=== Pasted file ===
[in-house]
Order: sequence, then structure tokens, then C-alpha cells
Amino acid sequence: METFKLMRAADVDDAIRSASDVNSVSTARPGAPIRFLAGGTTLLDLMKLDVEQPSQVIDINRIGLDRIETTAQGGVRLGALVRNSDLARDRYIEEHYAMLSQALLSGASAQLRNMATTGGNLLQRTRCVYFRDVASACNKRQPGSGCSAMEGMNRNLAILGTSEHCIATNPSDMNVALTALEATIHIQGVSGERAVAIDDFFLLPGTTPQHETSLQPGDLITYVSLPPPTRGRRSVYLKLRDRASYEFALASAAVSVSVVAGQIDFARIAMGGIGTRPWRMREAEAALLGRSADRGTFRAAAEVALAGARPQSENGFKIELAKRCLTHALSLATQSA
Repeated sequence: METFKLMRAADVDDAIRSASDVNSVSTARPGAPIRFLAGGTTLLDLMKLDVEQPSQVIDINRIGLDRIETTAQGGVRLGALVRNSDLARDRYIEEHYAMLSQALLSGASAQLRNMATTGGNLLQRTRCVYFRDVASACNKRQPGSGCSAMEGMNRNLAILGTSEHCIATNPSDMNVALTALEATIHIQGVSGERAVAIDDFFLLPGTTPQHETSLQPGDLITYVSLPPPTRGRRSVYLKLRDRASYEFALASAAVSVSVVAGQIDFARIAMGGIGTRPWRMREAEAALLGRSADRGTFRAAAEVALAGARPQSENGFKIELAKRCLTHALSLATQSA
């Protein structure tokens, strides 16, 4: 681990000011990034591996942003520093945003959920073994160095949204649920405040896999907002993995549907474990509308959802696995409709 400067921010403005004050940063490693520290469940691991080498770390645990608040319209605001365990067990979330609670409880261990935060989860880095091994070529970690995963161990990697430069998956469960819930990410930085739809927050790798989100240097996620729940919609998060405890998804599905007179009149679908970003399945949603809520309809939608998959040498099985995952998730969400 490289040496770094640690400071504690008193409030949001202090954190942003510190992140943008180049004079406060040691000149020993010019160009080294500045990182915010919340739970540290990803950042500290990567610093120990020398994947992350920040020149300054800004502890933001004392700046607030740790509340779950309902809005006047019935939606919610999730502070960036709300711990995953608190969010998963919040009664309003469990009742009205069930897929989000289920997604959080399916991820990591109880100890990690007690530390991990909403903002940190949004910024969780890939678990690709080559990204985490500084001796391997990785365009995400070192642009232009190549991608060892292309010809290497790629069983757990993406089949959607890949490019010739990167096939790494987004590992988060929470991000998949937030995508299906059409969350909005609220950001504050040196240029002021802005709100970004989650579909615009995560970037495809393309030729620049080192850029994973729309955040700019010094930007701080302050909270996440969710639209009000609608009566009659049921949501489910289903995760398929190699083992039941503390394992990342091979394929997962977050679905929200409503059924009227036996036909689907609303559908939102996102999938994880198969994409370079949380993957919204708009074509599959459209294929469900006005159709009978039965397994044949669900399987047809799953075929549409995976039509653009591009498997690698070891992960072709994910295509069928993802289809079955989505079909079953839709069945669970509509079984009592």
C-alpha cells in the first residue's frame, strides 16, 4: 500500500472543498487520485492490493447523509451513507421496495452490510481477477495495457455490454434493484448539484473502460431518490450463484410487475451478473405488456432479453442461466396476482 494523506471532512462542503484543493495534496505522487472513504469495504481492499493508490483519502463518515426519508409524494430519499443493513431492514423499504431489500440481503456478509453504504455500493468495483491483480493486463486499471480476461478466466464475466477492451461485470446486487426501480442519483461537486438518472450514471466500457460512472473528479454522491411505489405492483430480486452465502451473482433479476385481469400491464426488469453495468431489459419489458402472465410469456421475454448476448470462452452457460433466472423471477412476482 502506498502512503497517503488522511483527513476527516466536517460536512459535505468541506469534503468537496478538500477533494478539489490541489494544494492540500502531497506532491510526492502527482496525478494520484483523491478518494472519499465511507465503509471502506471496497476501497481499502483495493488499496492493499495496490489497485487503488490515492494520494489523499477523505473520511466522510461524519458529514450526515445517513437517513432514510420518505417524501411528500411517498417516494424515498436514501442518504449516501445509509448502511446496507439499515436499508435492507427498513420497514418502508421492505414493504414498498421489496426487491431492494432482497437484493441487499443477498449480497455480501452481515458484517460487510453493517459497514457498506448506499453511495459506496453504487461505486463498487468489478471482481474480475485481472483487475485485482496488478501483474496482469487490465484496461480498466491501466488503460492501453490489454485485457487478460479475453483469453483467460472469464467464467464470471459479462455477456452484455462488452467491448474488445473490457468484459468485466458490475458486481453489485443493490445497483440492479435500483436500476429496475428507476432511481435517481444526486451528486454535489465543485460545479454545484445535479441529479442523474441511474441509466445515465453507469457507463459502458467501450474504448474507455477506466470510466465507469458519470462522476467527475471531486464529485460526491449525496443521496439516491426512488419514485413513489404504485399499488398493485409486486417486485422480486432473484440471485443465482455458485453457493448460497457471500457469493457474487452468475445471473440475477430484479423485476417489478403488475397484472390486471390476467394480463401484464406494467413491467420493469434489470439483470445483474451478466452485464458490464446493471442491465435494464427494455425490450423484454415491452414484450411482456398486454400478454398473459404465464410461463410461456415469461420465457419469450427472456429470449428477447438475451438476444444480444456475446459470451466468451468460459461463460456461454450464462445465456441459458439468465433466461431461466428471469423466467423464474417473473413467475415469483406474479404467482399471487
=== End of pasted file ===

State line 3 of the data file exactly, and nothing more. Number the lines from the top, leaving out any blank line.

Amino acid sequence: METFKLMRAADVDDAIRSASDVNSVSTARPGAPIRFLAGGTTLLDLMKLDVEQPSQVIDINRIGLDRIETTAQGGVRLGALVRNSDLARDRYIEEHYAMLSQALLSGASAQLRNMATTGGNLLQRTRCVYFRDVASACNKRQPGSGCSAMEGMNRNLAILGTSEHCIATNPSDMNVALTALEATIHIQGVSGERAVAIDDFFLLPGTTPQHETSLQPGDLITYVSLPPPTRGRRSVYLKLRDRASYEFALASAAVSVSVVAGQIDFARIAMGGIGTRPWRMREAEAALLGRSADRGTFRAAAEVALAGARPQSENGFKIELAKRCLTHALSLATQSA